Week One in Antarctica has been a whirlwind of training workshops and organizational work at McMurdo Station to get ready for the four weeks we plan to spend at our field sites in the interior of this frozen continent.
We arrived on Dec. 3 in a Hercules C-130 aircraft of the Royal New Zealand Air Force after a smooth six-and-a-half-hour flight from Christchurch, New Zealand. Skies were clear, particularly as we approached the Ross Sea and Ross Island, visible through a few small windows in the cavernous fuselage of the plane.
We landed on a runway groomed across the Ross Ice Shelf and emerged through the big plane’s small door into a dazzling white landscape and azure blue sky. The huge Mount Erebus, an active volcano shrouded in a blanket of glaciers and snow, loomed over the scene.
After a long, slow ride in the old Terra Bus we rode to transition off the ice and onto the dark volcanic rock of the Hut Point Peninsula, we reached McMurdo Station, an amazing research facility run by the National Science Foundation.
There are almost 1,000 people at McMurdo Station at this time of year. Many are seasonal workers who handle the complex operations of housing, feeding and providing logistical support for science in the Antarctic. Helicopters and planes buzz in all directions taking research teams to the nearby McMurdo Dry Valleys, to more distant field camps and to the South Pole Station.
There are a wide range of research projects from geology, glaciology and climatology to biology, ecology and astronomy. Our dorm rooms are comfortable, and the food in the cafeteria is amazingly plentiful and good. We have office and lab space in a research building where the hallways are festooned with specimens, maps and posters of research projects.
In this phase of our project we are required to take classes in field safety, ice travel, crevasse rescue, snowmobile repair and operation, environmental impact mitigation, and communications protocols for our field work, as well as lab safety, waste management, fire, medical, and transportation training for our time at McMurdo Station.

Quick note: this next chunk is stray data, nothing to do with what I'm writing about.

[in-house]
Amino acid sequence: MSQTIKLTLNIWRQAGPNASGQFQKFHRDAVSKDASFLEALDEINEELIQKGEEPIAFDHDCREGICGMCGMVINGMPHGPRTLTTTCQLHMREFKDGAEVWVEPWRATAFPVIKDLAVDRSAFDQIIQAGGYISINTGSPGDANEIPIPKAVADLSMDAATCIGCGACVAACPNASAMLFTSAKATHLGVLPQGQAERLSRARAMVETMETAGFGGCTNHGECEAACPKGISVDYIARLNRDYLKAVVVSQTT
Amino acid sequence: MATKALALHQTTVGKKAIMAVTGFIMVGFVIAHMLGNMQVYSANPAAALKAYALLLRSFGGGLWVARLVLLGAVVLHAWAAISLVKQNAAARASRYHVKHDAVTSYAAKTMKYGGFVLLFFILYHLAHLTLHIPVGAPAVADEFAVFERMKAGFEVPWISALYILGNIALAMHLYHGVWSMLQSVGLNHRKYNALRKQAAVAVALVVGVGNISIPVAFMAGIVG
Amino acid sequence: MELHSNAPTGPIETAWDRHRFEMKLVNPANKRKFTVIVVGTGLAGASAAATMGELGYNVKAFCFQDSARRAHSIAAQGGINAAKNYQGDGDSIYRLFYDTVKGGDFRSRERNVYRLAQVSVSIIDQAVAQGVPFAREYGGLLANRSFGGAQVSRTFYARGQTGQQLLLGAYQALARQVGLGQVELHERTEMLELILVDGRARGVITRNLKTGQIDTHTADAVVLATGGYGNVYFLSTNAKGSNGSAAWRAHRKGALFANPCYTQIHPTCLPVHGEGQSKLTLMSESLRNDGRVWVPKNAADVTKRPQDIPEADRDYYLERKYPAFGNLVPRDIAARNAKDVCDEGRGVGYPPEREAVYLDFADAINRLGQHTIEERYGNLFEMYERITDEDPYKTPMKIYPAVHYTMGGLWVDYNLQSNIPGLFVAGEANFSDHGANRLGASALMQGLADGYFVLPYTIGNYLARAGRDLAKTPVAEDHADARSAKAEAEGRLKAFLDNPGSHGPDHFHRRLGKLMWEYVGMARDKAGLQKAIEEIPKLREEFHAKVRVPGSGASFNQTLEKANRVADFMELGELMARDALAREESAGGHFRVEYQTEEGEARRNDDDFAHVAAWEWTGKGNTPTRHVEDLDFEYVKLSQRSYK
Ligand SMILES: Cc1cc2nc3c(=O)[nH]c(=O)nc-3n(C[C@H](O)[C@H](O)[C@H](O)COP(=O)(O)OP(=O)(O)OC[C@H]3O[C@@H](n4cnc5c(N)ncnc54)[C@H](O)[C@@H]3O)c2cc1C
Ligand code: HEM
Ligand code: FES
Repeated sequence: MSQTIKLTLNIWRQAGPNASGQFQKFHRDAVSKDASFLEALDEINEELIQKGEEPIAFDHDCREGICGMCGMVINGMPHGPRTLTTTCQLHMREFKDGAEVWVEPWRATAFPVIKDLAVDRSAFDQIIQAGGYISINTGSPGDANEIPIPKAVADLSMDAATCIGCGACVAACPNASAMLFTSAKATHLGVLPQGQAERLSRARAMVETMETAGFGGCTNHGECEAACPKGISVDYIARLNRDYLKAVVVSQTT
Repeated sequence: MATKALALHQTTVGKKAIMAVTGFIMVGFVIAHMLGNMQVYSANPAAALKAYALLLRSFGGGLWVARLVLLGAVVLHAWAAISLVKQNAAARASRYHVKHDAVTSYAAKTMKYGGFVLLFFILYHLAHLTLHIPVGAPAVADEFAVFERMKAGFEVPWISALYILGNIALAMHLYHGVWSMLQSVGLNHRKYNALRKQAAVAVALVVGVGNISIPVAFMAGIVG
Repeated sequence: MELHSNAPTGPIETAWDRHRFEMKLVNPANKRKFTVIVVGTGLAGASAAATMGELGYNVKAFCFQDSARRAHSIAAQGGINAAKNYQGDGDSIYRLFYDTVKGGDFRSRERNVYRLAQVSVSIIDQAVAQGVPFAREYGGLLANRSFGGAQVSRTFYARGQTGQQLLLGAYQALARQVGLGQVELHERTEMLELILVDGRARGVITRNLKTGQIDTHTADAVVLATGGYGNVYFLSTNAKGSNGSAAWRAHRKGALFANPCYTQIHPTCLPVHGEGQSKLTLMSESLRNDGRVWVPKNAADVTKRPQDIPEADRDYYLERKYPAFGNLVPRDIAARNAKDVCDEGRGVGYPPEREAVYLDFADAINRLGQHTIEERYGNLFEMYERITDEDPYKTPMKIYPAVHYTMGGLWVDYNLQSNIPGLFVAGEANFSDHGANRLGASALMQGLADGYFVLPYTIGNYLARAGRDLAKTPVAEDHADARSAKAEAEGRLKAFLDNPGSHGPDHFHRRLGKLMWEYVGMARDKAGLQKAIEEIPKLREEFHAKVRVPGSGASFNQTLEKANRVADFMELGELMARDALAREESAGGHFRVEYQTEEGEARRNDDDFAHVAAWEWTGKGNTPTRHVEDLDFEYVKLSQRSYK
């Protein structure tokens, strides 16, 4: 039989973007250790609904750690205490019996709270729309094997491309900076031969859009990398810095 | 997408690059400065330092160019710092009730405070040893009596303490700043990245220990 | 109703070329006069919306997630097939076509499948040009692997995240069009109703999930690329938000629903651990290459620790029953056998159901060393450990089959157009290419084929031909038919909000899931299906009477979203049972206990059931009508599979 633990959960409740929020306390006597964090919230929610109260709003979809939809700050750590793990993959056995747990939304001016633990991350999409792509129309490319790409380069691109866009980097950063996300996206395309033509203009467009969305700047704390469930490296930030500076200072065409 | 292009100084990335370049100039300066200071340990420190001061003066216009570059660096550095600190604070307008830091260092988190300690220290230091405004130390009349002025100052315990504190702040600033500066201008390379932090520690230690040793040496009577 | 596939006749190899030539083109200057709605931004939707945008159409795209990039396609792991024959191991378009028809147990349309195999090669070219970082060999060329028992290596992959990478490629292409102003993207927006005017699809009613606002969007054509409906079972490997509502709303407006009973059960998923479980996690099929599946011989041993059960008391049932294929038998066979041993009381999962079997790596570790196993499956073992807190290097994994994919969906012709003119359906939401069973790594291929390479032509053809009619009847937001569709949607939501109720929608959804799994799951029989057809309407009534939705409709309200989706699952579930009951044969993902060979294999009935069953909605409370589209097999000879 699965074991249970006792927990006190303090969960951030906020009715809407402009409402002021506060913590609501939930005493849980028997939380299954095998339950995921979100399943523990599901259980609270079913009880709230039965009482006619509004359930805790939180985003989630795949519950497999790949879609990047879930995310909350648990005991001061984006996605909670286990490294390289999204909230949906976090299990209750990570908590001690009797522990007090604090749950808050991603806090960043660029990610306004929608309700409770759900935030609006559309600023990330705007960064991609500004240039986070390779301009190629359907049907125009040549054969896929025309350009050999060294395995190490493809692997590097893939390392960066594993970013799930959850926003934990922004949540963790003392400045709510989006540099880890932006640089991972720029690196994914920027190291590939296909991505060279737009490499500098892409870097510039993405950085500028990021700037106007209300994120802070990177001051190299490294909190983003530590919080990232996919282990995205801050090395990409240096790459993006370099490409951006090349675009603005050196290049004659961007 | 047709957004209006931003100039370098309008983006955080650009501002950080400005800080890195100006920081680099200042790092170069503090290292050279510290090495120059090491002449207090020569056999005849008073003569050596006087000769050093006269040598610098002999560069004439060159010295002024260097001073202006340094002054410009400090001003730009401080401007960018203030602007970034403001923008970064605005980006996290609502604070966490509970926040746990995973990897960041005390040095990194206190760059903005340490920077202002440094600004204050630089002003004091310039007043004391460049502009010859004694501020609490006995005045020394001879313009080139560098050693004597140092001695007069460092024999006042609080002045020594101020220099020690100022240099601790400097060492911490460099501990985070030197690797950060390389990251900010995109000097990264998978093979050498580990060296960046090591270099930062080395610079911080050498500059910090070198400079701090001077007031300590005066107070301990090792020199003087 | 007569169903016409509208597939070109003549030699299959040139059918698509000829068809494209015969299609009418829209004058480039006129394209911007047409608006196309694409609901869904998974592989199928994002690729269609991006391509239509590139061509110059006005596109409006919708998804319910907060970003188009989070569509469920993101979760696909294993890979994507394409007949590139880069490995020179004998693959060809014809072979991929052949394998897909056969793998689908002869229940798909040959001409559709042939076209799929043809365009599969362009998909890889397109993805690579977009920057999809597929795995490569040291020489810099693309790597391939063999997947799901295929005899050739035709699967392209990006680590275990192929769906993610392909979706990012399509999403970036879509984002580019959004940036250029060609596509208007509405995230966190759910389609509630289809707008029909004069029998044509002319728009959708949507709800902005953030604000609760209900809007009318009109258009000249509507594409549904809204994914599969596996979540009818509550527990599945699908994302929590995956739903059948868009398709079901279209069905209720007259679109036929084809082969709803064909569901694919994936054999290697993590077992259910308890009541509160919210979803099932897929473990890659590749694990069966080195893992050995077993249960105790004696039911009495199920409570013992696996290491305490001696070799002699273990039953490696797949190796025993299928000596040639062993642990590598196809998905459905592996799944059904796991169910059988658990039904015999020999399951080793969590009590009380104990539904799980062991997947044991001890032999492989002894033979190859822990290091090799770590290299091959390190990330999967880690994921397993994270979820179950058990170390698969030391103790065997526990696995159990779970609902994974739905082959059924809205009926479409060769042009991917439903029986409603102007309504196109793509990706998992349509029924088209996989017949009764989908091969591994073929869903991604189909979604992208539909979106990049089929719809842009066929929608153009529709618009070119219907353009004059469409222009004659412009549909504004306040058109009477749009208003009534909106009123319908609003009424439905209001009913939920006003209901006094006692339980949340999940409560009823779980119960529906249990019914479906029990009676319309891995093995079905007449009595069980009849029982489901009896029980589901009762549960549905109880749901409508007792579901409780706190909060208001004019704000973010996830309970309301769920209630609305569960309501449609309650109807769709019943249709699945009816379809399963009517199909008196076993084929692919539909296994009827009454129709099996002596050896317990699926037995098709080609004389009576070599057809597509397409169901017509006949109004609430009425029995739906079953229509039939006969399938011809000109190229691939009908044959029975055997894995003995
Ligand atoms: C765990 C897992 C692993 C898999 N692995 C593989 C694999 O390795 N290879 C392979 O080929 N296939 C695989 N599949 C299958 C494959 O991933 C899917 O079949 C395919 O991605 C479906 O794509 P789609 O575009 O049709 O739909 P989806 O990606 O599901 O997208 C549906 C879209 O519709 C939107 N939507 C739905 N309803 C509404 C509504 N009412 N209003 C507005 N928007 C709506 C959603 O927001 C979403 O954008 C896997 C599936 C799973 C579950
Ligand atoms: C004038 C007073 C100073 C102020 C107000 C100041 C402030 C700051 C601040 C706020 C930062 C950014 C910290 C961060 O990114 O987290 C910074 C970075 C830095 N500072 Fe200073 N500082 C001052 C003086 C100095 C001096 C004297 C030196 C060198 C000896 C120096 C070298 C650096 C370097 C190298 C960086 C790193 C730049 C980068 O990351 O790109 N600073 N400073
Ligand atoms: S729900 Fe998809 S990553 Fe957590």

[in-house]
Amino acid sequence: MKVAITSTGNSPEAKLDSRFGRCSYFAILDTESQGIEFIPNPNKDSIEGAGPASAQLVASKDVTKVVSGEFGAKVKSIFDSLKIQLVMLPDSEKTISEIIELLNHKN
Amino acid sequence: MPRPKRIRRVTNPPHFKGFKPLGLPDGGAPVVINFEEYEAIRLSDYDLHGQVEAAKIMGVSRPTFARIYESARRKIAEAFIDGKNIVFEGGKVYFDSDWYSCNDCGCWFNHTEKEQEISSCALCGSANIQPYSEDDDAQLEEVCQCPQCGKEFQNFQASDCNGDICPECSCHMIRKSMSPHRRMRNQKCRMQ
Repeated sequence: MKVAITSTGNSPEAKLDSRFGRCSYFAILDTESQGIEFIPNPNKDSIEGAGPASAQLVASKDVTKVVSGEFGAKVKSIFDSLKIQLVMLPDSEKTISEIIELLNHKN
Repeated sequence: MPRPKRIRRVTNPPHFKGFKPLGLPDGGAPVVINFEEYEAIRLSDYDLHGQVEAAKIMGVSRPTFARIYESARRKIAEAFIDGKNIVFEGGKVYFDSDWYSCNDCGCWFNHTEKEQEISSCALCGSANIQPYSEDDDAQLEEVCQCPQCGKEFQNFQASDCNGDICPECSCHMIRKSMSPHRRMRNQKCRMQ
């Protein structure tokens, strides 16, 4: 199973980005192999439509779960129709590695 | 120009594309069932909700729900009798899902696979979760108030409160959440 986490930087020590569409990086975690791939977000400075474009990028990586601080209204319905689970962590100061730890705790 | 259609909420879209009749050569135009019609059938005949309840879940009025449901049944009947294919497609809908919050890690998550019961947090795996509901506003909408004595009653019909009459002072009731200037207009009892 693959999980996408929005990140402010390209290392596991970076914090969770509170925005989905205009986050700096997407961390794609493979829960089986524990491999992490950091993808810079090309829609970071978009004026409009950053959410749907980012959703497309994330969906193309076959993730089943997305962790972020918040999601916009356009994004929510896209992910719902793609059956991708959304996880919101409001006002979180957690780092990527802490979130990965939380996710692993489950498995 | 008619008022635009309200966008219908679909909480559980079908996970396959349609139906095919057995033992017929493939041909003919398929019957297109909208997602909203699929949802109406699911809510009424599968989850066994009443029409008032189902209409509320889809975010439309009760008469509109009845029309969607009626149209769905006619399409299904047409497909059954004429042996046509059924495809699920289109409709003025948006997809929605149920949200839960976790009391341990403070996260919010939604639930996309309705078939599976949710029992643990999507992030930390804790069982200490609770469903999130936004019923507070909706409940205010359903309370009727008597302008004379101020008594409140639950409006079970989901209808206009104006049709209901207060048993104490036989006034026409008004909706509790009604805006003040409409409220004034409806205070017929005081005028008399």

We even had a harassment workshop from Human Resources. Although we developed a logistical plan long before we arrived, much of our time is spent refining those logistics and packing tools, equipment and food for our field camps. We hope to be able to head out to our field sites around Monday, Dec. 17, weather permitting.
The team is basically the same as our first expedition in 2016-2017. Neil Shubin of the University of Chicago, Adam Maloof of Princeton University, John Long of Flinders University in Australia, Tim Senden of Australian National University, and myself are the scientists, and we are joined this year by Forrest McCarthy, a “mountaineer” with much experience in Antarctic field work. We are a seasoned group with much field experience, including lots of polar work. We have similar scientific interests, and are comfortable together, with lots of camaraderie and laughter.
Our field sites are in the Transantarctic Mountains, about 50 miles south of our previous sites. The logistics will be very different from the previous expedition, however. This time we will be camping on and traveling across the Deception Glacier, a relatively small glacier adjacent to the Skeleton Neve.
We will use snowmobiles on the glacier to access ridges and peaks that protrude through the ice cap to form the Boomerang Range and the Warren Range. Some of those rock exposures include the Aztec Siltstone, the 385- to 390-million-year-old rock formation that has produced Devonian-age fossil fish. Since we’ll be focused on these rocks and fossils more than anyone has ever done before, we hope that our work will result in a large and interesting sample of fossil specimens from this formation.
On Thursday we were able to take a reconnaissance flight over the field area. Our team went to the airfield and loaded into a Twin Otter aircraft, the same kind that will make several flights next week to put us in the field. Our sites near Deception Glacier are about 110 miles southwest of McMurdo Station.
Our pilot flew low and slow over many of the rocky outcrops that we plan to investigate on the ground. We were able to refine our target areas, as well as consider the best location for our basecamp. The pilot even tested a couple of possible landing zones for future use. It was a wonderful day and stoked our desire to get out there and start exploring!
Stay tuned for the next report as we prepare to get out there.
Text and Photos by Ted Daeschler, PhD, curator of paleontology and professor in the Department of Biodiversity, Earth and Environmental Science
To watch a video interview with Ted that explains his Antarctic research expedition, click here and see the first post in this series.